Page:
If you can, stretch to a 300 mm though, you might find a 200 mm a little short,especially if your used to digfital zoom of compacts and prosumers. I use my 300mm more than almost anything else.


On the macro the 50mm will be good.

http://www.warehouseexpress.com/categ ... ma+Lenses+for+Nikon+Exact


And of course dont forget the second hand market, ebay etc. This is a golden time where anti shake lenses are meaning people are upgrading, and spending more money which means they are putting non-IS lenses on the market much cheaper. A photographer with a steadier set of hands than the average shaky handed camara freak can really clean up here, building a solid non IS lens collection that will teach you a lot about photography and shooting techniques.


How do I see gloucester, well, lets face it, i'm a creature of the night, I'm very light sensitive and light describes form so I aim to use light more than a sense of line structure, then you break the rule of thirds composition a bit to add gravitas and hyperaccentuate what you pick out. I'm also not afraid to move around, back off, or lie on the floor to get the shot. Most photographers dont use anything other than standing position at middle distance. When you look at something, imagine you are mentally 3d mapping it, think about what position you would like to take from, and find a way to get there. Im also not afraid to change lenses for different depth of fields, backing off and using telephot gives a very different result to using a wide angle up close, it can bring things together allowing for more complex composition.

One thing ive also learned is to protect your eyes sensitivity before a shoot. On a sunny day or when going near traffic and glare, protect your eyes with shades, taking them off only to shoot, or when the contrasts dont glare you out. Let your eyes acclimate to your surrounding light level and you will see the world a different way. Shift your eyes focus to ranges , try to get three distance levels into a shot and consider all of them foir their composition. Look at immediate frontage, then middle distance and the object of furthest focus and use depth of field to get what you want, be that narrowe f settings for claustrophic shoots or multiple bracketed shots in the same position to build the images together in photoshop, or long exposures with maxed out f settings.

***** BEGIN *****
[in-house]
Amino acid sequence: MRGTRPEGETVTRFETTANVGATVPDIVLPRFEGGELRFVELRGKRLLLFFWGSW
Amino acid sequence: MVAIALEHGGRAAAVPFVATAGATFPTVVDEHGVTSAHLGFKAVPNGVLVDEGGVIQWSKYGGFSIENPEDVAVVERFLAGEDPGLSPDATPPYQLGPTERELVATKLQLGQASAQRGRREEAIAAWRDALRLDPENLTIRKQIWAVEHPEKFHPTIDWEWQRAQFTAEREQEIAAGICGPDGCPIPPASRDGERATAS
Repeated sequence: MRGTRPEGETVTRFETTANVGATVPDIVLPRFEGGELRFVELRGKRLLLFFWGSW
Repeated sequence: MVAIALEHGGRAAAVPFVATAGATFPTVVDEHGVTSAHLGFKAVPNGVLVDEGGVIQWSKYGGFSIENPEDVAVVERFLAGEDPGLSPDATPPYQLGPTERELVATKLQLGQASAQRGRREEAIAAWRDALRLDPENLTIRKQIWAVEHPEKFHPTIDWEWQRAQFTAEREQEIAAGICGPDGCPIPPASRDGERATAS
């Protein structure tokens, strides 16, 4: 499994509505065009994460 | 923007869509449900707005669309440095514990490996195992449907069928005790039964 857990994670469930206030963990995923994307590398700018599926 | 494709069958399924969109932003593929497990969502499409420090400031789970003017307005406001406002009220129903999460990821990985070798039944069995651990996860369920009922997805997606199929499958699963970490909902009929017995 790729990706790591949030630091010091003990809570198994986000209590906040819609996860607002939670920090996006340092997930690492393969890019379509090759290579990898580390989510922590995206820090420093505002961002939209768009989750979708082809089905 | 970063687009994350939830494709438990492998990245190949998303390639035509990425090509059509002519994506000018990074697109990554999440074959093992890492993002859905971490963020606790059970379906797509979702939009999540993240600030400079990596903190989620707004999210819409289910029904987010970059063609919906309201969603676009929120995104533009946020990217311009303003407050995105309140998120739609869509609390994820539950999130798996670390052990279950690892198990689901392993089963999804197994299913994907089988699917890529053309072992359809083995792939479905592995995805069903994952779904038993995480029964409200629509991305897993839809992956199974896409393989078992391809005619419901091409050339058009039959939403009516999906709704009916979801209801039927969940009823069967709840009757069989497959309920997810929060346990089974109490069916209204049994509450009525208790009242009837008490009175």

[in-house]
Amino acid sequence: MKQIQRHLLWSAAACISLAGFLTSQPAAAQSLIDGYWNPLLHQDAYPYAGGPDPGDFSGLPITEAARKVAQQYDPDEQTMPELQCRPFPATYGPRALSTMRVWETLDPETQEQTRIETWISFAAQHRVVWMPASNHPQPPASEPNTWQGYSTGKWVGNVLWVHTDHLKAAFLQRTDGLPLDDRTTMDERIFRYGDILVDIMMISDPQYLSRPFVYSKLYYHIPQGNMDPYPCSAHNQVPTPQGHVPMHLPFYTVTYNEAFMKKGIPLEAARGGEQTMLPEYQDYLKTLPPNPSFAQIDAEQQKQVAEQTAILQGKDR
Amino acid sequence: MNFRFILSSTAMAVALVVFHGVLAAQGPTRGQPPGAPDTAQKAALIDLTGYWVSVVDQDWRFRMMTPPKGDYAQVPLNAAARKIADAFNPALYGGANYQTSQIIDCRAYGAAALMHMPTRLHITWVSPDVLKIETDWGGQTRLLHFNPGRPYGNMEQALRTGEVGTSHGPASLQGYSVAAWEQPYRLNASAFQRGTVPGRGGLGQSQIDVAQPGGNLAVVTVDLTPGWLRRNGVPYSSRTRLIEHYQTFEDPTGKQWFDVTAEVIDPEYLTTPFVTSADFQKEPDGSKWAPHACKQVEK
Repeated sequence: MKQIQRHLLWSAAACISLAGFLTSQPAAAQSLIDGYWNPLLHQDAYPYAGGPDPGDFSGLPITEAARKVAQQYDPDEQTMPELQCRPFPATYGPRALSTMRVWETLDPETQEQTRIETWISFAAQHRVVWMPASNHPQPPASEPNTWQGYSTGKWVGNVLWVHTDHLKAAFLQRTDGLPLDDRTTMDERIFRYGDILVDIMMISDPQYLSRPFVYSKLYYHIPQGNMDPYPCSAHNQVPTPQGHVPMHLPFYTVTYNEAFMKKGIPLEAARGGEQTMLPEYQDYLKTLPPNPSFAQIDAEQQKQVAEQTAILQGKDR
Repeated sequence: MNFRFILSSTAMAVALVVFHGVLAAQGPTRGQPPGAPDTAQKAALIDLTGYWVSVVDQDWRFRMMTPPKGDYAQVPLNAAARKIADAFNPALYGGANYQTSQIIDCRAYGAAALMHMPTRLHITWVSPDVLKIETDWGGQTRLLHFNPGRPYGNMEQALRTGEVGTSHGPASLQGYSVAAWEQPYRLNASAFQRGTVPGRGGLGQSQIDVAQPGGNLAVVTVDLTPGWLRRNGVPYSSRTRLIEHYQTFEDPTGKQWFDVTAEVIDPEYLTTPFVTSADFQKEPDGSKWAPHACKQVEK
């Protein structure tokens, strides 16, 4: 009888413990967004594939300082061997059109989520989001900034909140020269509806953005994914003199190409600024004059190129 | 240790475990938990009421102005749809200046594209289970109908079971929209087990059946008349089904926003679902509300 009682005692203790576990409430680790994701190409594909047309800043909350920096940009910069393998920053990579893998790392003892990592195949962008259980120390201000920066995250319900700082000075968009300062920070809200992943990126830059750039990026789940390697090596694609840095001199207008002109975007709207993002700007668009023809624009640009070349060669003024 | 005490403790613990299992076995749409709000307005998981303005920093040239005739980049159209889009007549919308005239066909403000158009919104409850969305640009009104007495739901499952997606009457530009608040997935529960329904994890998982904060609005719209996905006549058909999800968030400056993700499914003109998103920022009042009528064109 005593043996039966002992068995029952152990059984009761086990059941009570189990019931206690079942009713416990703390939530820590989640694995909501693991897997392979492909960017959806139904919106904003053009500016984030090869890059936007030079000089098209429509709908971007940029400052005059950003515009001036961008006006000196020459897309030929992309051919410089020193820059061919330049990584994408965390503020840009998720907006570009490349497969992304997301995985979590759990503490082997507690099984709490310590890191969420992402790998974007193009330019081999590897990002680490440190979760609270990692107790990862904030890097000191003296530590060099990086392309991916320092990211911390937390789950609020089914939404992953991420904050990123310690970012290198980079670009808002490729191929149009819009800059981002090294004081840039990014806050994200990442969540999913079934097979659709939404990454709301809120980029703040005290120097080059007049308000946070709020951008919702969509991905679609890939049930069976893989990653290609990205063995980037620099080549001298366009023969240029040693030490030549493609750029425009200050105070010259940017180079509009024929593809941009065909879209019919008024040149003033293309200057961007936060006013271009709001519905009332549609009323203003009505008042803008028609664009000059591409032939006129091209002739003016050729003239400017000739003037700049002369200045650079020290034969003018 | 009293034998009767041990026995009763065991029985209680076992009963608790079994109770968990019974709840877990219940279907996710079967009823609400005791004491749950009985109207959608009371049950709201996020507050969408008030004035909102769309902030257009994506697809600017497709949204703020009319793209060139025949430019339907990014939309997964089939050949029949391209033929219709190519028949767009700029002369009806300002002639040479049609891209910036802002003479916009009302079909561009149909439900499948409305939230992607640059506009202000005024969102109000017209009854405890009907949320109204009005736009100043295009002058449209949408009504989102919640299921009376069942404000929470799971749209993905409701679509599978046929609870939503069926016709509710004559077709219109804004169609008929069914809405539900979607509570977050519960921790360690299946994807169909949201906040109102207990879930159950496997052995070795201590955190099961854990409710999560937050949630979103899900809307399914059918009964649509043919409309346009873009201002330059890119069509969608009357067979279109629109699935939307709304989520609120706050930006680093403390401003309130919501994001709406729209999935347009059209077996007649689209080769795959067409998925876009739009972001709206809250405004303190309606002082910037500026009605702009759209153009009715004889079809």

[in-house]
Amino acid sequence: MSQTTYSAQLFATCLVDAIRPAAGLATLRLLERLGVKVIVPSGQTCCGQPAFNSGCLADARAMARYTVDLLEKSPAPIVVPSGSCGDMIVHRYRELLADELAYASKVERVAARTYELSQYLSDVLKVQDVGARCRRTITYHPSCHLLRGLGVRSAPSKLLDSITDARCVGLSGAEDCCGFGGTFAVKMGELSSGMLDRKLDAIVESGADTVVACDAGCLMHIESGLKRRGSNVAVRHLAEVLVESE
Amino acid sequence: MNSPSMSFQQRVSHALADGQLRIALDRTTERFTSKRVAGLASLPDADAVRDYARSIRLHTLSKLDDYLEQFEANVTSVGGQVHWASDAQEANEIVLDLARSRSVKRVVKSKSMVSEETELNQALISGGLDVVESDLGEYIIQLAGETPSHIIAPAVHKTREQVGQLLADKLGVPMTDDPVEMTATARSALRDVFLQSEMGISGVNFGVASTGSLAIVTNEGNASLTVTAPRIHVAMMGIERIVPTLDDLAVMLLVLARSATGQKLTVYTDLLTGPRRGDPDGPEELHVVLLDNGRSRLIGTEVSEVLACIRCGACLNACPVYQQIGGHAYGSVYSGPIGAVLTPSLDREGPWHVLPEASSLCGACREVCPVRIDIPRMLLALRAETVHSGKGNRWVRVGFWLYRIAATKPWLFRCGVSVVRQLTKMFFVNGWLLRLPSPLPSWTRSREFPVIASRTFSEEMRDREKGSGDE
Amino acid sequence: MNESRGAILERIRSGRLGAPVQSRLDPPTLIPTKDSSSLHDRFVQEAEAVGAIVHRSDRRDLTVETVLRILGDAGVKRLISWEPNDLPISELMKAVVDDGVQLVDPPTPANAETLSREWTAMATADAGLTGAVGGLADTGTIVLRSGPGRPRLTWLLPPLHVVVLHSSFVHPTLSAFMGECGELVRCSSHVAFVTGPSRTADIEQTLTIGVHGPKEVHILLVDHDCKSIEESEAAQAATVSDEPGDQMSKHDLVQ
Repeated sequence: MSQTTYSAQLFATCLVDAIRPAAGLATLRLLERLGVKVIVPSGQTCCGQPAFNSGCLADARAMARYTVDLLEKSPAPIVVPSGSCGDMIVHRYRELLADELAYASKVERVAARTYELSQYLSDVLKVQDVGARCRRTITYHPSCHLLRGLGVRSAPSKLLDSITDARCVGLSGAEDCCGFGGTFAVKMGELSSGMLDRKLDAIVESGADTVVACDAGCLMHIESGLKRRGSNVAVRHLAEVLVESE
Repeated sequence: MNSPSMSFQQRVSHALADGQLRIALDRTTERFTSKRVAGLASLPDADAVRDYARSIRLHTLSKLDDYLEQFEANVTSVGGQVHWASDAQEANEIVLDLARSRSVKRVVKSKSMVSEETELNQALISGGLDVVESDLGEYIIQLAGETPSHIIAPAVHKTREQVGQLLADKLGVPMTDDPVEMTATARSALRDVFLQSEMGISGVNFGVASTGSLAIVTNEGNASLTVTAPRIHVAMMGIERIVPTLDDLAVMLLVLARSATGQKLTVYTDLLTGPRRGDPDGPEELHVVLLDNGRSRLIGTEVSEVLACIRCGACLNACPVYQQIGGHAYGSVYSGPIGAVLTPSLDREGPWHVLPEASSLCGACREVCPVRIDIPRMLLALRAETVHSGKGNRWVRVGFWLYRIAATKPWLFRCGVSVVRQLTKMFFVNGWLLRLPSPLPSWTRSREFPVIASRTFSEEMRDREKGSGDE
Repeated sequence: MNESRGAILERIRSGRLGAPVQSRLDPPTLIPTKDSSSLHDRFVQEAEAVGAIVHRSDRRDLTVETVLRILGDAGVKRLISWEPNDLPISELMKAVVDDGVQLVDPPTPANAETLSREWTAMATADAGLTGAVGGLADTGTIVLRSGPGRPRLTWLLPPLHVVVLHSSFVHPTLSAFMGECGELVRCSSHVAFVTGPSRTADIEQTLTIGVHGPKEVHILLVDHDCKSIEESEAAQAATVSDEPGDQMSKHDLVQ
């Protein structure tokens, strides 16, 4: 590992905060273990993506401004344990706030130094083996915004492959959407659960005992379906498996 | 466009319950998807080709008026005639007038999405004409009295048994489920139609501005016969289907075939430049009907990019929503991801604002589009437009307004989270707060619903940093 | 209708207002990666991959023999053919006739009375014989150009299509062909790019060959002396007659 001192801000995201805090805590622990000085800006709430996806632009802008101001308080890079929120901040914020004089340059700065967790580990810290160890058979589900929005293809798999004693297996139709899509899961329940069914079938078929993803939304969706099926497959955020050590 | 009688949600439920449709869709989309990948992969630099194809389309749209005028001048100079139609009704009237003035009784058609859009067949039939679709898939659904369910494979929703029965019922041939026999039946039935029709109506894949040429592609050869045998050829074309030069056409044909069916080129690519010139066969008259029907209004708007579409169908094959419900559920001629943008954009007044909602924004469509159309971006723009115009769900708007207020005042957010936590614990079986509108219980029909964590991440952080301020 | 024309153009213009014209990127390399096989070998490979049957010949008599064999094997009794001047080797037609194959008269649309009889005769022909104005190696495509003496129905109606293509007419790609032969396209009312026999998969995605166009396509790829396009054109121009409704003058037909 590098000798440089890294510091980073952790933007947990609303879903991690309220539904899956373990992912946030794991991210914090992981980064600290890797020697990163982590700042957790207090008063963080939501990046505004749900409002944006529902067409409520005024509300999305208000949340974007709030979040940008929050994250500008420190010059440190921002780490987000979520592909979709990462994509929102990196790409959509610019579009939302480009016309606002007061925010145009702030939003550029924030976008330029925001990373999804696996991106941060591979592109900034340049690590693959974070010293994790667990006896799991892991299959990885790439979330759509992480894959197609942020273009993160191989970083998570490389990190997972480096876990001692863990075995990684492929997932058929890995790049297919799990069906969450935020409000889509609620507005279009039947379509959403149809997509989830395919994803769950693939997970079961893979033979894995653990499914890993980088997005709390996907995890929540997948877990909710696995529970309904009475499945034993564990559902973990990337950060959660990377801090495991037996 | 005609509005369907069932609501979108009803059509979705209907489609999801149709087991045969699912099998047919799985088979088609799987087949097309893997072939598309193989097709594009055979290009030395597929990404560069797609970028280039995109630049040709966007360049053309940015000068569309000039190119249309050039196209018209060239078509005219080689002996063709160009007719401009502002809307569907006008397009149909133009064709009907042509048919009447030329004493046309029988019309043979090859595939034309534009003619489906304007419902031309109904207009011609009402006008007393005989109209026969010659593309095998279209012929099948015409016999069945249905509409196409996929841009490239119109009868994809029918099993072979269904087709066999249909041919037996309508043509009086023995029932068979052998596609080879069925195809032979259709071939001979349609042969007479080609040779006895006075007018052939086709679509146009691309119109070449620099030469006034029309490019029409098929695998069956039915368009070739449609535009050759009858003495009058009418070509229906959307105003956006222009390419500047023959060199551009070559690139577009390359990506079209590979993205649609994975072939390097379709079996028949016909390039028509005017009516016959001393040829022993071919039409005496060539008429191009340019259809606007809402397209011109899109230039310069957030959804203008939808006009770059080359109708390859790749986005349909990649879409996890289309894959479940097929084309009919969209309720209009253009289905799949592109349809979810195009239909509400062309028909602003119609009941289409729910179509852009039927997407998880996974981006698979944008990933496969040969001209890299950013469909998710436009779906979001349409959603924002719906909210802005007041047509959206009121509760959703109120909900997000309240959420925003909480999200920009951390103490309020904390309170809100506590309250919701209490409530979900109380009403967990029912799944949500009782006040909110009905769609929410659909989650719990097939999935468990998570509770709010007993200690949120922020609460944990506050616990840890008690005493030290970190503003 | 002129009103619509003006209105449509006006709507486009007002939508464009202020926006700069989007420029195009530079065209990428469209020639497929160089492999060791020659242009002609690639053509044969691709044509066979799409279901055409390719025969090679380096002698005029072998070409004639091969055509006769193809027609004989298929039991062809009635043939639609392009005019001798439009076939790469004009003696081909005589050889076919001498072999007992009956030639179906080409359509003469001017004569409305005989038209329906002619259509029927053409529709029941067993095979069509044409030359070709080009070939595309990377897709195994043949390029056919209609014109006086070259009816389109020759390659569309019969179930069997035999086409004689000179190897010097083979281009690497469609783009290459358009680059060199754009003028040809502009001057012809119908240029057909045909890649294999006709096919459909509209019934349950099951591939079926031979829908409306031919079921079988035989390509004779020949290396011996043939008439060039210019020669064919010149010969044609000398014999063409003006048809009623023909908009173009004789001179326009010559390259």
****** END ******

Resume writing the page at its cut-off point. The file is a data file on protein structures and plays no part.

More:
Then also try to isolate or work on relationships between texture and form, when you see differences and want to combine them, bring them together the way you want using a shot technique that defines the nature and the differences between objects as individually as you can, watch upper and lower ranges of depth of field and of exposure to maximum benefit. Dont be afraid to shoot off several picks from the same angle, reset focus in bracketing shots too, and have a review in the field to make sure the light you want is the light you get.
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longhairedgit longhairedgit
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  • Posted on: 21/4/2009 5:20
Re: I am playing with my... #45
Not liking the look of that samsung too much, it looks sub prosumer category to me, more of a digital compact, or top end holiday snapper, despite the name attached to the lens it just wont be big enough for really good light capture, and when that little light hits the sensor, even at the high res it has it will have a hell of a lot of grain and it will force you to use higher end ISO. Its probably a mainstream model with the res tacked on as a selling point. With lenses that small its actually not really worth going much over 6 meg res anyway. There are i'm sure cameras with better lenses that shoot better pictures on a fraction of that res.

There has to be a decent synchronicity between sensor, chip, and lens, and the res. My stepdad buys cameras according to res, hes gone through about three now, and they were all pants because the lens was just too small. Huge not particularly clear pictures that take up gigabytes of space on the ol hard drive and not one a good one or anything that a 5-6 meg res camera couldnt take. You can only make up for so much digitally. A lot of folks dont realise you can compress images from cameras like these down a fifth of original file size and not see any noticeable degradement in picture quality. In some cases, bizarrely the picture can improve a little. Its all grain noise, and as soon as the lighting gets difficult you get hot or stuck pixels. In short the camera could have been 5 meg and you wouldnt have told the difference because the lens was always its major limitation, and getting light to the sensor is the problem, and this is not something fixed by high resolution.